Though jury selection was expected to begin in his case Monday, Kastrenakes set the case on a two-hour call, meaning it could go to trial anytime over the next several weeks.
Burks, 24, is accused of battery on a person 65 years of age or older for allegedly placing store owner Virgil Tullos in a choke hold during a robbery where two assailants made off with $20.
As for Thompson, it took a jury less than two hours in August to acquit her of perjury charges after defense attorney Andrew Strecker argued that she backed away from her testimony out of duress after prosecutors and investigators repeatedly failed to adequately protect her from threats she received.
Davis, 25, is currently serving a year in prison on unrelated charges of resisting arrest.
Wilson Pierre was sentenced to 40 years in prison Monday, marking the second time he’s has been sentenced for the 2006 shooting death of Berno Charlemond in a crowd of Christmas Eve shoppers at the Boynton Beach Mall.
In May, a jury took just 45 minutes to convict Pierre in the death of the 24-year-old, who was fatally shot near the JC Penney department store where he’d just fought with Pierre and others.
The jury in Pierre’s first trial convicted him of second-degree murder, and he was sentenced to 40 years in prison, but that sentence was overturned by Florida’s 4th District Court of Appeal, which ruled that jurors in that case received erroneous jury instructions on a lesser possible manslaughter charge.
His attorney, Gerald Salerno, asked Circuit Judge Dina Keever to sentence Pierre to the minimum mandatory 25 years in prison. Assistant State Attorney Craig Williams asked Keever to reinstate the 40-year sentence Circuit Judge John Kastrenakes imposed six years ago after his first conviction.
After Charlemond’s death, police initially arrested Jesse Cesar and Fregens Daniel, two men who were with Pierre during the fight. But after several witnesses described the shooter as being shorter than 6 feet with closely cropped hair in a stocking cap, police released Cesar — who was tall and wore his hair in chest-length dreadlocks.
Pierre was eventually arrested and charged with first degree murder.
Jurors in Pierre’s trial in 2009 appeared to be locked into an 11-1 split on a Friday, but they came back after a weekend break and convicted him of second-degree murder. Because he was convicted only of second-degree murder in the first trial, that was all he could be tried on in the second trial.
In the first trial, defense attorney Peter Grable told jurors that police got it right the first time and that Cesar was the shooter. Salerno made no such claims about Cesar this year, opting instead to attack the witness identifications in the case.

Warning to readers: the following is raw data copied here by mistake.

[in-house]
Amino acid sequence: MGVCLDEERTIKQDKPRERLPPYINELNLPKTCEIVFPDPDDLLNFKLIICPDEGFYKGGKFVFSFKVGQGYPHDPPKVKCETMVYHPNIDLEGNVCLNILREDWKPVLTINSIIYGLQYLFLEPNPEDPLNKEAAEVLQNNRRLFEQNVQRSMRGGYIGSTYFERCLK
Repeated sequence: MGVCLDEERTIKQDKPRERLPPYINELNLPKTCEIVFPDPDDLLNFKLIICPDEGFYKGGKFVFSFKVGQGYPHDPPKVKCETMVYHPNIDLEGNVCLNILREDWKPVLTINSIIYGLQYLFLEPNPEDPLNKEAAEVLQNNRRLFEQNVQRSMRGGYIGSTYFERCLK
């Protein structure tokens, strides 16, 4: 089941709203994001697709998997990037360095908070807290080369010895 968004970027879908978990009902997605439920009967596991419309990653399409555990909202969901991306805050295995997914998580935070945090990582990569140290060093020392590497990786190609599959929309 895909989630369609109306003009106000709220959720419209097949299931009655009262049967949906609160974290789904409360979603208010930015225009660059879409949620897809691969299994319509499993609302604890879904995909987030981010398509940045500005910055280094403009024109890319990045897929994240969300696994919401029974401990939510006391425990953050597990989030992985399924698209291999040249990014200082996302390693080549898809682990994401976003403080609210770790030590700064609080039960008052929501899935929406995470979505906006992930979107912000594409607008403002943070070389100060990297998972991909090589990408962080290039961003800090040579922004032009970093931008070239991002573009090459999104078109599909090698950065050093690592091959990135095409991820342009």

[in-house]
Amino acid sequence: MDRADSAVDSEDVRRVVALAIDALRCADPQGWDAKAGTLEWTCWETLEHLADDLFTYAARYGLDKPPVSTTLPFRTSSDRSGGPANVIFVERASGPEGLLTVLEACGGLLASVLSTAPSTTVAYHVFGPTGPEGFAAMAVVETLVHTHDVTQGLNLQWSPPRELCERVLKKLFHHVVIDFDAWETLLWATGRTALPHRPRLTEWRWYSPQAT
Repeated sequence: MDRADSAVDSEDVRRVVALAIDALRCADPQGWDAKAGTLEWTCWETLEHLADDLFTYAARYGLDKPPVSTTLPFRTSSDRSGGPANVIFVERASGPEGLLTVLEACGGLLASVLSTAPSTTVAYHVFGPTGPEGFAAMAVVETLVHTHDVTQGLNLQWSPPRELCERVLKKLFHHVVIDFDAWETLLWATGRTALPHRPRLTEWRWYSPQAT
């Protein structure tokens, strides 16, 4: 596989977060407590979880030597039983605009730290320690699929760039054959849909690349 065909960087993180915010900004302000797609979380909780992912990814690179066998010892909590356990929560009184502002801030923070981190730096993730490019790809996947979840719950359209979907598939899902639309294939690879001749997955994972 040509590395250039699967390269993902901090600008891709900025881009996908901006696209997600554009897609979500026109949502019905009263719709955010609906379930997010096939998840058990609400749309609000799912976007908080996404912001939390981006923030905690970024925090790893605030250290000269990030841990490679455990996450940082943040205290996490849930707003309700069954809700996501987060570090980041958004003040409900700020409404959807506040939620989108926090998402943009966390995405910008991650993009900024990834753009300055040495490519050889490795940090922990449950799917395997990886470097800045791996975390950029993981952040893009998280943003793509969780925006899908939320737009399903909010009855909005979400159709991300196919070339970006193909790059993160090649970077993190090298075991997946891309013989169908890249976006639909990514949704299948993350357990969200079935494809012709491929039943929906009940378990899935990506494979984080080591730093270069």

A man first arrested nearly a decade ago on charges he molested a 12-year-old Boytnon Beach girl was again sentenced to 55 years in prison after a Palm Beach County jury convicted him a second time on lewd and lascivious molestation an other charges.
The resentencing hearing Friday for Leonard Cuminotto came more than eight years after U.S. Marshals picked him up in Daytona Beach. Police said the alleged victim’s mother called them from Michigan and told them Cuminotto had abused her daughter for several months in 2007 when they lived with him in Boynton Beach.
The alleged victim later said the abuse went back to 2002, and jury in 2010 convicted him on four out of seven charges related to the case.
Cuminotto was sentenced to 55 years in prison, but both the conviction and sentence were overturned on appeal.
A second trial for Cuminotto began Wednesday, and jurors re-convicted him of three of his four remaining charges after deliberating Thursday. Though Cuminotto had acted as his own attorney during parts of his case, he accepted help during his trial from defense attorney Jacob Noble.
Despite the jury’s acquittal on a lewd and lascivious exhibition charge, Circuit Judge John Kastrenakes sentenced him to a total of 25 years in prison on a pair of lewd and lascivious molestation charges and and additional 30 years in prison on a charge of sexual activity with minor.
Cuminotto plans to again appeal his conviction and sentence.
An appeals court Wednesday granted a new trial for one of four homeless men implicated in the June 2011 West Palm Beach murder of a 45-year-old who let them sleep at his apartment.
Matthew Heinly, now 27, was convicted and sentenced to life in prison in March 2014 for participating in the strangulation murder of Timothy Bell – a man whose body authorities never found.
Heinly two years ago stood trial together with alleged accomplice Sean Wilson, although the two had separate juries.